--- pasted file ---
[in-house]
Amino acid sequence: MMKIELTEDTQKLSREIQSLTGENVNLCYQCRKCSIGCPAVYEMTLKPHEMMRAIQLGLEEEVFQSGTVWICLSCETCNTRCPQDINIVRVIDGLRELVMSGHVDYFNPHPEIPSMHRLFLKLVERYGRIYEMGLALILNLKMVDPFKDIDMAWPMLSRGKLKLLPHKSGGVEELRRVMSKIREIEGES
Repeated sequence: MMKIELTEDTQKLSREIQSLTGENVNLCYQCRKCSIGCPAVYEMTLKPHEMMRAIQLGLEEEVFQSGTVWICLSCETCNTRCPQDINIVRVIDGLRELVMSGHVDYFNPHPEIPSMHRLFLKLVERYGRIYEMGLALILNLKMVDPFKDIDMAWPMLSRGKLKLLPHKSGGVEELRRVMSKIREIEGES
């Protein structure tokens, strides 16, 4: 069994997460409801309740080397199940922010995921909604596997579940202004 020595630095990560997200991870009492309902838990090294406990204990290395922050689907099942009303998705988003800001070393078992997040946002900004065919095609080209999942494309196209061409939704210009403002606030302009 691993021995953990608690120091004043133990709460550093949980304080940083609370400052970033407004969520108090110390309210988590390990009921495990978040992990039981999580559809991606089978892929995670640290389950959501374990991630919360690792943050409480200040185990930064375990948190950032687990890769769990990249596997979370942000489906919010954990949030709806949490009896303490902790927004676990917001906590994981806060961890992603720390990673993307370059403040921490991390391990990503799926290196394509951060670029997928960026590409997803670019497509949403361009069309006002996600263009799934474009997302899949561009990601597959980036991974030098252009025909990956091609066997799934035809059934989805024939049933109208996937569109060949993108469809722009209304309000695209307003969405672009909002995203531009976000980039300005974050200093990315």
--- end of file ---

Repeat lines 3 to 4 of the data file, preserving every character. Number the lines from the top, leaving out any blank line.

Repeated sequence: MMKIELTEDTQKLSREIQSLTGENVNLCYQCRKCSIGCPAVYEMTLKPHEMMRAIQLGLEEEVFQSGTVWICLSCETCNTRCPQDINIVRVIDGLRELVMSGHVDYFNPHPEIPSMHRLFLKLVERYGRIYEMGLALILNLKMVDPFKDIDMAWPMLSRGKLKLLPHKSGGVEELRRVMSKIREIEGES
């Protein structure tokens, strides 16, 4: 069994997460409801309740080397199940922010995921909604596997579940202004 020595630095990560997200991870009492309902838990090294406990204990290395922050689907099942009303998705988003800001070393078992997040946002900004065919095609080209999942494309196209061409939704210009403002606030302009 691993021995953990608690120091004043133990709460550093949980304080940083609370400052970033407004969520108090110390309210988590390990009921495990978040992990039981999580559809991606089978892929995670640290389950959501374990991630919360690792943050409480200040185990930064375990948190950032687990890769769990990249596997979370942000489906919010954990949030709806949490009896303490902790927004676990917001906590994981806060961890992603720390990673993307370059403040921490991390391990990503799926290196394509951060670029997928960026590409997803670019497509949403361009069309006002996600263009799934474009997302899949561009990601597959980036991974030098252009025909990956091609066997799934035809059934989805024939049933109208996937569109060949993108469809722009209304309000695209307003969405672009909002995203531009976000980039300005974050200093990315």